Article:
Frances Ross (’06) and Sarah Alden (’07) attended the wedding of Aditi Diwan (’07) in Shivpuri, Madhya Pradesh, India in March 2016. Also in attendance was Lovette Tannock (’07). Frances travelled from the Yukon, Sarah from Finland, and Lovette from Bermuda for the weekend celebration. From l-r: Sarah Alden, the bride, Aditi Diwan, and Frances Ross.
Carla Saunders (’10) graduated from UNB Fredericton with her Juris Doctor and Master of Business Administration (JD/MBA) in 2015 and was called to the Newfoundland and Labrador bar in 2016. She is now practicing at Cox & Palmer St. John’s with a varied legal practice, focusing on insurance litigation, health law, and labour and employment.
Emily-Jean Alexander (’11) and Jackson Trehearne (’11) are pleased to announce their engagement. The happy couple met at Mount Allison in 2010 and are planning a 2018 wedding.
Geoff Campbell (’12) writes, “After only six months at American University I’ve been promoted to assistant director, communications and marketing!”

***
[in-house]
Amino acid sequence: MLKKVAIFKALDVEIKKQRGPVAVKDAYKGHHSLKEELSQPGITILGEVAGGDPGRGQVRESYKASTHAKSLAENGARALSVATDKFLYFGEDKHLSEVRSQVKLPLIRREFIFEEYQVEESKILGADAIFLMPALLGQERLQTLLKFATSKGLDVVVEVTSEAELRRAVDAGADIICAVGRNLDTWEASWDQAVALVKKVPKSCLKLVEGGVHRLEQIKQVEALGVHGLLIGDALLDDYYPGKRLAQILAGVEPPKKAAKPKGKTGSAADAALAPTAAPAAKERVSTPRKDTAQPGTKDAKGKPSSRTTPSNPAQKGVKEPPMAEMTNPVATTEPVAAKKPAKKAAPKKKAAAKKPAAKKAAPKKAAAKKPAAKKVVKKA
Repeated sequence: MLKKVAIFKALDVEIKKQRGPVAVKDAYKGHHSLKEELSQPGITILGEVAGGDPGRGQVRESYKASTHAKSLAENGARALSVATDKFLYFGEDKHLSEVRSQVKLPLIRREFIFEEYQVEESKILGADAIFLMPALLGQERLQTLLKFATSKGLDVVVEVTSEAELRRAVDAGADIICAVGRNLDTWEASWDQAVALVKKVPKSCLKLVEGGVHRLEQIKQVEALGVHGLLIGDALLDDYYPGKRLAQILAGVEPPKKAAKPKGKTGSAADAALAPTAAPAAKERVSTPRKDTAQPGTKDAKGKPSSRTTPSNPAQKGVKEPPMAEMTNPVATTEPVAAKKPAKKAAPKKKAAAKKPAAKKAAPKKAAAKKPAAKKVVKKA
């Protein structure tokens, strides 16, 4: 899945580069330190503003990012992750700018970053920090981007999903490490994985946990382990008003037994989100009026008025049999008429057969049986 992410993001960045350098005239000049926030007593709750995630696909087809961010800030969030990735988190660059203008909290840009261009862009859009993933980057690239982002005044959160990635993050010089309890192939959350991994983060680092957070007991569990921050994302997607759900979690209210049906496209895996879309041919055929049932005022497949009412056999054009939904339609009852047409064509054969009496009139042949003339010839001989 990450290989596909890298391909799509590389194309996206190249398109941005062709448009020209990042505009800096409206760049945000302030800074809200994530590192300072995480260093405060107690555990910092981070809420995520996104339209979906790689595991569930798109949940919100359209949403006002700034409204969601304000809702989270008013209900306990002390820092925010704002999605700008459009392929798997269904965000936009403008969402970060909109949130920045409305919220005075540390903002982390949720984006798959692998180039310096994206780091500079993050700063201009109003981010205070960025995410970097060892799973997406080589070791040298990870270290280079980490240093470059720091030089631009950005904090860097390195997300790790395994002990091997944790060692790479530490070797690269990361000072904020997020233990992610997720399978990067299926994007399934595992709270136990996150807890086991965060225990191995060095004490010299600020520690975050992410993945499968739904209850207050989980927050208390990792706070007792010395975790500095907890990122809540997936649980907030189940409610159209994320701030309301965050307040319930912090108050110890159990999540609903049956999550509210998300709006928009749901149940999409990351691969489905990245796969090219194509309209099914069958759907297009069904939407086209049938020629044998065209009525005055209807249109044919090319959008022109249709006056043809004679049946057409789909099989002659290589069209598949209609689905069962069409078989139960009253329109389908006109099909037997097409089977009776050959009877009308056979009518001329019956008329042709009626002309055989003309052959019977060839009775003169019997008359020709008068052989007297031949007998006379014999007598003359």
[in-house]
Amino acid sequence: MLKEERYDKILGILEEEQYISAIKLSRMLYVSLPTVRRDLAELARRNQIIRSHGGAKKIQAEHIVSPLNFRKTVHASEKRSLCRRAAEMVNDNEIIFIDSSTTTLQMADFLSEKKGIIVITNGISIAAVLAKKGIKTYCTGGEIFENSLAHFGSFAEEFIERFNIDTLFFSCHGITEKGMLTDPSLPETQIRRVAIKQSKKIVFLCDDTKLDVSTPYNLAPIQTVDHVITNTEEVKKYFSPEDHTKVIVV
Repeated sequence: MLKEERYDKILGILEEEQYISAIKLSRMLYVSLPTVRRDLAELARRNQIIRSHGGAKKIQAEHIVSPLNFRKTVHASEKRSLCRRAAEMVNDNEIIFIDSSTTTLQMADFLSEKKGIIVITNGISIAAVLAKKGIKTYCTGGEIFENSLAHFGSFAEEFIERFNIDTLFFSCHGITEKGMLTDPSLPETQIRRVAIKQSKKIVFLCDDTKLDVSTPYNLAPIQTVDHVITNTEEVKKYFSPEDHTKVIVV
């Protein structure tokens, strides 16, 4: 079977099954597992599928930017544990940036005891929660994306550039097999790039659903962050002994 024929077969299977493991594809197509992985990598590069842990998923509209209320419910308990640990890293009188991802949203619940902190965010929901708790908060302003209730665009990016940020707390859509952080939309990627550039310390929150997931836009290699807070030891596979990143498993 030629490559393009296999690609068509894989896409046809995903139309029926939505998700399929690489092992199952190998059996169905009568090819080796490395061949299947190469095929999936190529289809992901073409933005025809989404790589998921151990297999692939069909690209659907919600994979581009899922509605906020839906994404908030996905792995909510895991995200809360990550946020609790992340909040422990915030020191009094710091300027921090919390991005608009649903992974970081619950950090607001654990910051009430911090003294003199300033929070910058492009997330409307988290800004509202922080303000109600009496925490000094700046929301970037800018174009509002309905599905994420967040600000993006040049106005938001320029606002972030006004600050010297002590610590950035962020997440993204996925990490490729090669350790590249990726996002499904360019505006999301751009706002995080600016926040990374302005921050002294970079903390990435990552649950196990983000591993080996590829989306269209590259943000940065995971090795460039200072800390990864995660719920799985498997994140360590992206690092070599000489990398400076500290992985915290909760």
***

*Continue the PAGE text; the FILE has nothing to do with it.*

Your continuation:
On the weekend of Feb. 11-13, 2017, three Mount Allison alumni (now medical students) were reunited in Ottawa for the Canadian Federation of Medical Students Federal Lobby Day. They lobbied the government for upstream solutions to the opioid crisis including better access to multidisciplinary chronic pain centres and mental health services. From l-r: Jen Jeans (’11) (now in second year medical school at Memorial), Chris Vizena (’13) (now in first year medical school at Memorial), and Jacqueline Carverhill (’14) (now in second year medical school at the University of Saskatchewan).
Louis Zatzman (’14) is a master’s student focusing on French history, specifically the Paris Commune. The Paris Commune may not be the most famous piece of French history, but it inspired him to create a new podcast series released this spring called Unraveled. The podcast series focuses on how movements, ideas, or events go off the rails, and how history can end up in unexpected and unintended places. The first season is comprised of six episodes that delve into the history of the Paris Commune, and each episode begins and ends with a song about the Commune. For more information on the podcast, visit unraveledpodcast.com